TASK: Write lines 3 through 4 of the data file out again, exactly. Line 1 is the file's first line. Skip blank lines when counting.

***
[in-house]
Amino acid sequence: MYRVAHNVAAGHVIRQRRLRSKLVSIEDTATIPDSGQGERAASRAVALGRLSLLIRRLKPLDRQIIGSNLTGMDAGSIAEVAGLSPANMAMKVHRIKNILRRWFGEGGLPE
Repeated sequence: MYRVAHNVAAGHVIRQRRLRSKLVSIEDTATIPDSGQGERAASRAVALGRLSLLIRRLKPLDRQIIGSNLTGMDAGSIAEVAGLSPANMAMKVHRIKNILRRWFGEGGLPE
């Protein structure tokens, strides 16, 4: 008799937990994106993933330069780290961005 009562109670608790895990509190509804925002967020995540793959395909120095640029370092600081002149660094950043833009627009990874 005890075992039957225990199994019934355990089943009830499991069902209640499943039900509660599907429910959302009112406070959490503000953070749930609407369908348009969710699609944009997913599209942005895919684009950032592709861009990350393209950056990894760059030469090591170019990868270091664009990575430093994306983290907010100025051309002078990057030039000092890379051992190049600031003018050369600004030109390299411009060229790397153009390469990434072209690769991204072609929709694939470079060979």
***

Repeated sequence: MYRVAHNVAAGHVIRQRRLRSKLVSIEDTATIPDSGQGERAASRAVALGRLSLLIRRLKPLDRQIIGSNLTGMDAGSIAEVAGLSPANMAMKVHRIKNILRRWFGEGGLPE
């Protein structure tokens, strides 16, 4: 008799937990994106993933330069780290961005 009562109670608790895990509190509804925002967020995540793959395909120095640029370092600081002149660094950043833009627009990874 005890075992039957225990199994019934355990089943009830499991069902209640499943039900509660599907429910959302009112406070959490503000953070749930609407369908348009969710699609944009997913599209942005895919684009950032592709861009990350393209950056990894760059030469090591170019990868270091664009990575430093994306983290907010100025051309002078990057030039000092890379051992190049600031003018050369600004030109390299411009060229790397153009390469990434072209690769991204072609929709694939470079060979």